The LCR data of multilayer ceramics of 0.942KNN-0.058BNZ with 10 Pt-inner electrodes were also recorded (Figure 6a–c). The dielectric of both the bulk (Figure 5) and of the MLA are similar in terms of TC temperature, ϵr and tanδ. However, there is a slope of increasing relative permittivity with increasing temperature from RT in MLA compared to pellet data. There was also a difference in sintering temperatures of bulk (1190°C) and multilayers (1200°C) (Figure 2).
Figure 5. Pellet sample made of commercial grade raw materials of 0.942KNN-0.058BNZ formulation showing relative permittivity and tanδ loss at frequency of 1 kHz–1 MHz.
It is noted that there is some evidence of resonance modes becoming active in the LCR data presented in Figure 6a–c, only at 1 MHz. Whilst this phenomenon is interesting, it is inverse of the polarization peaks at transitions; whereas the peak of this phenomenon is broader at sharper-peak-of-polarization at TC and vice versa at other points of transitions. Consequently, this resonance behavior is totally opposite to the polarization, and looks more accurate to find the minor changes in the crystalline structure with respect to the temperature at particular resonance frequency.
Figure 6. MLA of 10-layers made of commercial grade raw materials of 0.942KNN-0.058BNZ formulation showing (a) relative permittivity, (b) tanδ loss, and (c) tanδ loss of 1 MHz with complete picture.
Ferroelectric Properties of Bulk vs. Multilayers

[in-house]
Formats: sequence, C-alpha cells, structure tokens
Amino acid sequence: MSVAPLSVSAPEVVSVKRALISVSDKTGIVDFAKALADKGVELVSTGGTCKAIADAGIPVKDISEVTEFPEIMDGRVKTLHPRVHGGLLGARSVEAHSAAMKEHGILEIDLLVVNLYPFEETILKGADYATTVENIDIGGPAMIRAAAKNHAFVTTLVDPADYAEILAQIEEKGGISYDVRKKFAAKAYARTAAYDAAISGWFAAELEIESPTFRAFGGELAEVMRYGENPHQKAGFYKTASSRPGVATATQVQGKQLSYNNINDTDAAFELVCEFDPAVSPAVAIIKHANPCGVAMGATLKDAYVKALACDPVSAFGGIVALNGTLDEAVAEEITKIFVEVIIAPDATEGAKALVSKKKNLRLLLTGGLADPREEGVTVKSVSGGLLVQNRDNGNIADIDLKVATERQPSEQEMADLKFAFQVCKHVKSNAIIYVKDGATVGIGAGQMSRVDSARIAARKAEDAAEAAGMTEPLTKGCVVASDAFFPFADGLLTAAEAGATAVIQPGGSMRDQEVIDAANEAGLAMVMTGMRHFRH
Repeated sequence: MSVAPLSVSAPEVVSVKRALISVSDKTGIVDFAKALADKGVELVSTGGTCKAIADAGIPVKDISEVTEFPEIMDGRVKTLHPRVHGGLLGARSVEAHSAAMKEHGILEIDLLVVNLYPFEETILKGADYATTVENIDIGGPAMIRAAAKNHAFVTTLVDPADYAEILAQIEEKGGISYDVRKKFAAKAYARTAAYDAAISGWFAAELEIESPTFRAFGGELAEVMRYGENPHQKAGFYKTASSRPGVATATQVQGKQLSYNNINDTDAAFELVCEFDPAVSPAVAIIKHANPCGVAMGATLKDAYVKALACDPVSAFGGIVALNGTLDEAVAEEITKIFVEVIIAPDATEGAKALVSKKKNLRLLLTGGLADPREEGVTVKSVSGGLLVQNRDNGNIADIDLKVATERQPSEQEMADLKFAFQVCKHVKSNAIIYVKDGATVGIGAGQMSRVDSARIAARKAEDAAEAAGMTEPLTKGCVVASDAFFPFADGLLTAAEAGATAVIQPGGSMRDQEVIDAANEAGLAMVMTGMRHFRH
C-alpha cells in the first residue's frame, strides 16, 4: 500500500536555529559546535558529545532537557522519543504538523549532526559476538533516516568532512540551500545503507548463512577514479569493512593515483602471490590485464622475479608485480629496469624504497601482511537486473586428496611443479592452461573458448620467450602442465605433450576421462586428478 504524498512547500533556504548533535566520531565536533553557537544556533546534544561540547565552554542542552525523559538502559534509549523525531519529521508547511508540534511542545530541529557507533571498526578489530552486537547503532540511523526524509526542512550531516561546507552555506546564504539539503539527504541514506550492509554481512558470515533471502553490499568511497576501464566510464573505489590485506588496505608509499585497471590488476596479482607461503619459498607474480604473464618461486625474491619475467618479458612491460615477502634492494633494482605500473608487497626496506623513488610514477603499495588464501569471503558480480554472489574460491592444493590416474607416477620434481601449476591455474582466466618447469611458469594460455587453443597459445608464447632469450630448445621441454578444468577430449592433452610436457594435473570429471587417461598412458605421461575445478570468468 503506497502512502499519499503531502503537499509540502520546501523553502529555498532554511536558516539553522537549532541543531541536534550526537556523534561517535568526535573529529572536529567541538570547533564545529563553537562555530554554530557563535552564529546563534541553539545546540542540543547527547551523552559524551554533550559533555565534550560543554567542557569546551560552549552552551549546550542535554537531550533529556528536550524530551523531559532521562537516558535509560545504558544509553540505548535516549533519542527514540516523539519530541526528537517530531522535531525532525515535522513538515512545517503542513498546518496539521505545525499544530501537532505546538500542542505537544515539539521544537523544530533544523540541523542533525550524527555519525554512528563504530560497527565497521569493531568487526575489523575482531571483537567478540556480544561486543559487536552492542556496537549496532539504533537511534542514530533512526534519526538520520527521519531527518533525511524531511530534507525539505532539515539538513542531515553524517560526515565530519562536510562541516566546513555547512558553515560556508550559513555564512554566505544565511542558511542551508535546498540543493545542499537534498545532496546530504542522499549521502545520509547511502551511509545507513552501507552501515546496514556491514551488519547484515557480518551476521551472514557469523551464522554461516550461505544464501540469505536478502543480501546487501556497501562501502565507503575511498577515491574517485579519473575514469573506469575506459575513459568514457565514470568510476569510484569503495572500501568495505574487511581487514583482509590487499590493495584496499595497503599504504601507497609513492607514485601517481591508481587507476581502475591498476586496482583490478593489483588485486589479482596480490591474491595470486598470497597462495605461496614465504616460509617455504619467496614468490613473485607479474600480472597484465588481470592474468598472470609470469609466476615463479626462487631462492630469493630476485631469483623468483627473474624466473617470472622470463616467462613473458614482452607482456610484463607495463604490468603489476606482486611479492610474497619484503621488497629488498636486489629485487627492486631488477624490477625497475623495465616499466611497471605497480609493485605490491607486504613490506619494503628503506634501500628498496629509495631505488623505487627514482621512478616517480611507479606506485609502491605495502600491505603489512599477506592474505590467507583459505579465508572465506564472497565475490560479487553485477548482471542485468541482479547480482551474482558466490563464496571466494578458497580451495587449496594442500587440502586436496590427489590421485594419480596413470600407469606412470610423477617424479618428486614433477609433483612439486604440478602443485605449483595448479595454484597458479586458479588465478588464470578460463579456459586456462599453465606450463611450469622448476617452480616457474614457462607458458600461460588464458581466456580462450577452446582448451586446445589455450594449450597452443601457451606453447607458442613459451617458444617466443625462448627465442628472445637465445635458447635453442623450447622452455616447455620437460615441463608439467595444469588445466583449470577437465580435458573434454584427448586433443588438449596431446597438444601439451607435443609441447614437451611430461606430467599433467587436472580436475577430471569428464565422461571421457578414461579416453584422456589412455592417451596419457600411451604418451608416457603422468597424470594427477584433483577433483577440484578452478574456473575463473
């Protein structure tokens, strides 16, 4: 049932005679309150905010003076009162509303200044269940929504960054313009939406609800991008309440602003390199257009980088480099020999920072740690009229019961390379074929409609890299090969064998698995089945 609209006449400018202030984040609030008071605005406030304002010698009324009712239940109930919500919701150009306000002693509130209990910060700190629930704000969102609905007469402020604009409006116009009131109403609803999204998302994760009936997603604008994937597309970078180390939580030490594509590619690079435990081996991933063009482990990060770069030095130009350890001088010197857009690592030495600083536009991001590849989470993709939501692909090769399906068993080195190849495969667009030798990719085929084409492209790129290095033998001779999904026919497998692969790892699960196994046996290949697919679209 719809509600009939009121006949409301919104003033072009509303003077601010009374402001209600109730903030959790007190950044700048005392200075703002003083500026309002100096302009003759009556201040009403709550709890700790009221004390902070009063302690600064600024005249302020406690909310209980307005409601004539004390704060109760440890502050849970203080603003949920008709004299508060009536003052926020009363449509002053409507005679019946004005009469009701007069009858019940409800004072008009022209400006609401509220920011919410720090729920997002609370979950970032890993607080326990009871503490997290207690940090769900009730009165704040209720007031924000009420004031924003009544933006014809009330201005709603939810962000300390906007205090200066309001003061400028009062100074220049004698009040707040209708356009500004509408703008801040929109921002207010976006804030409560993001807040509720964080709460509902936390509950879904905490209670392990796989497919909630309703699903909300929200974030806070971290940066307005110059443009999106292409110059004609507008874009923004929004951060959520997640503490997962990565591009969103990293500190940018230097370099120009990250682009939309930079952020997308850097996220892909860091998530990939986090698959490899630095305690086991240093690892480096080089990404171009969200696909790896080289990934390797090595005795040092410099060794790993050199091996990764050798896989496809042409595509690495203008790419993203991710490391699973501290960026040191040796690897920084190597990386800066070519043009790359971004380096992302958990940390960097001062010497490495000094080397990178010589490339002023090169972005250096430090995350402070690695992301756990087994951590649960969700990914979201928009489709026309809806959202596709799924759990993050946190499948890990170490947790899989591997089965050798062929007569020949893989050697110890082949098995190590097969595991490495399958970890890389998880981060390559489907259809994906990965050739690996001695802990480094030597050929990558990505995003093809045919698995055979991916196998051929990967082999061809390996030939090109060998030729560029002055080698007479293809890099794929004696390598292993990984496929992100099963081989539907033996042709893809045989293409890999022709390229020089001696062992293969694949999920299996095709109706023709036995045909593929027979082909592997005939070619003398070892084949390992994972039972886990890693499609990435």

Strain-voltage, strain-field and polarization-field loops of bulk pellets of x = 0.058 + ZrO2 (0.76 wt %-age of total ZrO2) are shown in Figure 7a–c, respectively. As discussed previously, ZrO2 was added to decrease the volatilisation of alkali-ions and therefore the dielectric loss of compositions. Although this is an empirical observation, it is speculated that the extra-addition of Zr4+ acts as an acceptor dopant in KNN. Equivalent acceptor doping with Mn and Fe classically controls the dielectric loss in PMN-PT and PZT based ceramics, respectively (Chen et al., 2000; Morozov and Damjanovic, 2008).
Figure 7. (a) Strain-Voltage, (b) Strain-Field, and (c) Polarization-Field Hysteresis loops of pellet sample (0.942KNN-0.058BNZ); measured at Sheffield Hallam University.
The pellet saturated at an applied electric field of 40 kV/cm at room temperature and 1 Hz. All loops are symmetrical and show evidence of ferroelectric/piezoelectric behavior (Kao, 2004). Smax, Sneg, Ps, Pr, and Ec are 1.1 μm (0.17%),–0.5 μm (0.075%), 26 μC/cm2, 17 μC/cm2, and 14.5 kV/cm, respectively, at 40 kV/cm. In general, relaxors do not show negative strain (Sneg) and this phenomenon is characteristic of piezoelectric ceramics (Khesro et al., 2016). Both negative and positive strain could be utilized to harvest electrical energy through vibration with the positive mode most effective because it gives rise to greater deflection. The deflection is typically dominated by extrinsic effects which relate to the number and switching behavior of 90° domains walls. 180° are known as ferroelectric domain walls whilst non-180° as the ferroelastic/ferroelectric domain walls (Damjanovic et al., 2005; Reaney, 2007). There has been significant study based on the Rayleigh Law on the behavior of domain walls under applied field in PZT and PbO-free compositions and it is generally accepted that irreversible displacement of non-180° domains is lower in tetragonal compared with rhombohedral compositions (Dragan and Demartin, 1997).
Bulk ceramics are effectively a single thick layer and have limited applications in energy harvesting and related applications. Instead, multilayers are widely used to enhance the properties, performance and reduce the overall cost (Brinkman, 2011).